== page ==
SCOTLAND’S dairy sector is on a ‘knife-edge’, according to a survey of industry confidence released at the AgriScot industry event.
Scottish Dairy Hub, dairy market analyst Chris Walkland and the Kite Consultancy revealed the results of the survey at the Ingliston event.
With more than 125 responses, the survey provided an excellent snapshot of the state of the sector in Scotland – and more than 60% of dairy farmers who responded said they are ‘not so confident’ or ‘not at all confident’ about the direction of travel for the Scottish dairy industry. Just over 15% said that they were ‘extremely confident’ or ‘very confident’.
However, there were some mixed messages. Around 30% of respondents said they have ‘no confidence’ to invest in the short term but the same proportion say they are ‘very confident’ or ‘confident to invest’, with a further 40% falling somewhere in between.
That led the survey’s authors to state that confidence levels can easily swing one way or another, depending on what happens with regards to future agricultural policy and the milk price – and note that both Government, and milk buyers therefore have a role to play in those confidence levels. When compared to 2016, when milk prices crashed, a third of respondents said that their businesses were stronger, but two thirds believed their businesses were unchanged.
Looking to the future, a third of farmers are now intent on expansion, mostly by up to 10%, but two thirds of farmers will keep output the same. Only 7% were looking to cut production volumes. Based on those results, it looks as if milk volumes in Scotland will continue to grow.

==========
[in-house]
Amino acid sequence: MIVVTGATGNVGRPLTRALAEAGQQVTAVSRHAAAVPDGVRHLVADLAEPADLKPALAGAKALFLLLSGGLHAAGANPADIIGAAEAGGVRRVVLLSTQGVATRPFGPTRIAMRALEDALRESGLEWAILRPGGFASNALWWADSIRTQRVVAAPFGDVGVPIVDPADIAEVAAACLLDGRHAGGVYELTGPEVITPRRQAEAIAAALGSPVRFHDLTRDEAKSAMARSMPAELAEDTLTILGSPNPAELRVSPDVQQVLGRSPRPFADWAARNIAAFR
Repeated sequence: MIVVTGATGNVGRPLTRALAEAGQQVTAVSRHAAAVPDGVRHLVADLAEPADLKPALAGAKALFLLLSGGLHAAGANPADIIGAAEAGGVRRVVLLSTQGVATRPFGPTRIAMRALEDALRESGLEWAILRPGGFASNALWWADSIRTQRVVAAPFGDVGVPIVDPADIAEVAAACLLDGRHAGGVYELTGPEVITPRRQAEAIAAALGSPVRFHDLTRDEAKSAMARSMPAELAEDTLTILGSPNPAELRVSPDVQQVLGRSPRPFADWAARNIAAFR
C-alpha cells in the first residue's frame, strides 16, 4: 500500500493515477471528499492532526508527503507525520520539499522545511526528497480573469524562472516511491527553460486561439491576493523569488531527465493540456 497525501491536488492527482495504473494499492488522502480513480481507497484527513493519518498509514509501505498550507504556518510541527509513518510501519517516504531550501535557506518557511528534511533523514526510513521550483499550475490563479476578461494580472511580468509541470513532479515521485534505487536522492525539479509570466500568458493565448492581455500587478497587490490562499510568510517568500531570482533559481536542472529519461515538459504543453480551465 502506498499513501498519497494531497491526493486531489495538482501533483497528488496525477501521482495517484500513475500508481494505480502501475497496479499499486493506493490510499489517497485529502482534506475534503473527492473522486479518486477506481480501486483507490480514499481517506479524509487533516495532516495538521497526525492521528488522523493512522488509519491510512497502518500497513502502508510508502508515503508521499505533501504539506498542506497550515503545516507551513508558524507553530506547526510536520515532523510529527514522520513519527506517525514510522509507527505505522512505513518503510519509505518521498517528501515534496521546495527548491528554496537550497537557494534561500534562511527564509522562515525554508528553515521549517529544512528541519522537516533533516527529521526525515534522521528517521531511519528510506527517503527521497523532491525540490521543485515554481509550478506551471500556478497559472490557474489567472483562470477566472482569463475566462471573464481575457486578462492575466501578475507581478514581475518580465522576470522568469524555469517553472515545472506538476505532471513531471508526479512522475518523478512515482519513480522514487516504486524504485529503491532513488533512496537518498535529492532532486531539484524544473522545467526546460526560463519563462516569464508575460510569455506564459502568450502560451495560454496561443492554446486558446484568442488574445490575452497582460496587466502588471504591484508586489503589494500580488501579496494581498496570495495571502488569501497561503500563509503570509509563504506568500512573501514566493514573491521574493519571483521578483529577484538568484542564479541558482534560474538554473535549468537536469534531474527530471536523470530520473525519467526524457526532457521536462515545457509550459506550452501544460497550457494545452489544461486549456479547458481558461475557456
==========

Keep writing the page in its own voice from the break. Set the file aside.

There was also reasonable optimism among farmers for life post-Brexit. Some 60% stated that their businesses will be about the same or better off after Brexit.
Summarising the survey results, Kite Consulting’s senior advisor in Scotland, David Keiley, said: “Scotland has a very polarised milk field, with some farmers getting very good milk prices but most aren’t.
“A lot of businesses have been cash negative for a while, and that is putting a lot of pressure on them. Many are on a knife edge currently having to deal with increasing overdrafts, higher levels of debts per cow and creditor burdens,” noted Mr Keiley.
“Whilst we have very efficient businesses in Scotland, the survey results reflect the position of the Scottish dairy industry and the need, going forward, to determine a clear strategy for the future in light of the present challenges facing dairy farmers.”
NFU Scotland’s milk policy manager Stuart Martin, who also runs the Scottish Dairy Hub, said: “The survey and its results are significant and have implications for the whole supply chain in Scotland and the many stakeholders that engage with Scottish dairy farmers.”